Finding Beauty in Brokenness

None of us can live indefinitely in the Garden of Eden. We are all thrown out in the world, into the cold, facing the inevitability of hardship, struggle and disappointment. We wake up one day to find our dreams shattered, our plans disrupted.

No shelter can fully protect us from the wrath of the storm.

This is the reality of this world. It is unpredictable and in constant flux. We can try to vigorously plan and control events to our favour, but in the final analysis we truly don’t know how it all will unfold in the future.

It is beyond our control.

We then ask ourselves, how can we can we best respond to this predicament?

We could naively try to chase perfection and blind ourselves to the nature of reality. However, as I have argued, this strategy is futile at best. If life is in perpetual change, any attempt to control and regulate things to our liking is akin to chasing after a moving target.

Alternatively, we can cultivate an attitude of acceptance. One that is more realistic and aligns with the way the world actually operates.

The Japanese concept of wabi sabi speaks to this notion of finding beauty in our flaws and in imperfections. Wabi sabi a way of life, attitude and aesthetic.

We can see this embodied Zen Buddhist art and ceramics in the concept of kintsugi. Broken pots, bowls and cups are restored and mended with a gold powder. The aim is not to hide or conceal the flaws of these broken objects, but rather to celebrate them. It is a symbol and reminder to us that nothing lasts forever.

All things are transient.

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Wabi sabi is a helpful antidote to the anxieties of our time which are perpetuated by advertising and our consumerist societies. These signals tell us we ought to look or be a certain way, aligning our image with the fashions and trends of celebrity culture.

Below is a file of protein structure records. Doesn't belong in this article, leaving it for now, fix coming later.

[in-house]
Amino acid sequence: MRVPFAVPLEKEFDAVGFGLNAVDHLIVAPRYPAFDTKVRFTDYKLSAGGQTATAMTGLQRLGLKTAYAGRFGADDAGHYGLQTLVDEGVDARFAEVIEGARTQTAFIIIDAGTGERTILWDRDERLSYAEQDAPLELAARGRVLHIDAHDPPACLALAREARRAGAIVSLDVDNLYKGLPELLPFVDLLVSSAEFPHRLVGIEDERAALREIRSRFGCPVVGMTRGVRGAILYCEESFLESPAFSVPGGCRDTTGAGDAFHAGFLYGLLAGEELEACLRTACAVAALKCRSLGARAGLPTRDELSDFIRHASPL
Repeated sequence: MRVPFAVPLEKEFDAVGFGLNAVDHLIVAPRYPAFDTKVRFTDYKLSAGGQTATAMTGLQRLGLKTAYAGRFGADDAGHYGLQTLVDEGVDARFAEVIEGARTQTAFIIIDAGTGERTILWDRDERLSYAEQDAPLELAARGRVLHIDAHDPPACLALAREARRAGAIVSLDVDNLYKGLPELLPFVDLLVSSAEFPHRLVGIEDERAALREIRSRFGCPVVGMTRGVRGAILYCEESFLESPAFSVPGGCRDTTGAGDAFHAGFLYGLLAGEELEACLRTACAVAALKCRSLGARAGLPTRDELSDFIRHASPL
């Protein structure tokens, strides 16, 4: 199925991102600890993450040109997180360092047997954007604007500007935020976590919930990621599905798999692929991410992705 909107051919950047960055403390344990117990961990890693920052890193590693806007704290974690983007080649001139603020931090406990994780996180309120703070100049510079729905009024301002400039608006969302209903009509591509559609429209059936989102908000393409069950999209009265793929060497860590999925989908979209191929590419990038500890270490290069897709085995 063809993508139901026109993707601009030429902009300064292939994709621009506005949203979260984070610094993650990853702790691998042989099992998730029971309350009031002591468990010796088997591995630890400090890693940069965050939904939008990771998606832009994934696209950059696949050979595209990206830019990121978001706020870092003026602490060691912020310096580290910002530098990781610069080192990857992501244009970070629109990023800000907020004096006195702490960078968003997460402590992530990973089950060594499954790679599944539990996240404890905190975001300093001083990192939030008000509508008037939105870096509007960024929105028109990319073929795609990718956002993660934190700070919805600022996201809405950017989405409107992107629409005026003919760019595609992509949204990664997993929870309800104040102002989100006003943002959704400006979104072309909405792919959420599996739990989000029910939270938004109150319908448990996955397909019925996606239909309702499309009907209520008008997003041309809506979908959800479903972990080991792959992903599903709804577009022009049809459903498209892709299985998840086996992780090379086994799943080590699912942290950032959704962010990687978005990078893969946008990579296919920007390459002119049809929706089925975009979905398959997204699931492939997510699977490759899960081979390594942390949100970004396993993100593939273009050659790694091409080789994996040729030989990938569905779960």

However, for many of us, we intuitively know we don’t want to partake in this perpetual striving. If we are honest with ourselves, we can finally admit that this charade is exhausting. A weight is lifted from our chest when we stop pretending and learn to embrace our flawed nature.

We can now accept ourselves, live authentically and age gracefully.

This freedom all begins when we learn to appreciate who we are rather than merely conforming to the unrealistic expectations of our modern materialistic societies.


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The Horizons of Meaning

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In June 2022 I took a course on Deep Philosophy (https://dphilo.org). Below is an excerpt of a text I wrote for the course. It focuses on where I find meaning in life, namely through art and creativity.


 Meaninglessness is a blank canvas. It alienates one to the world around them. The whole world looks grey. Stripped of color and dominated by routine, one mundane task after the other. One lives solely to fulfill the demands of the other, whether it is for their parents, employers or society.  Meaninglessness closes the door to the world of possibilities that life can offer. 

It is only through creativity where meaning begins to shine through the cracks.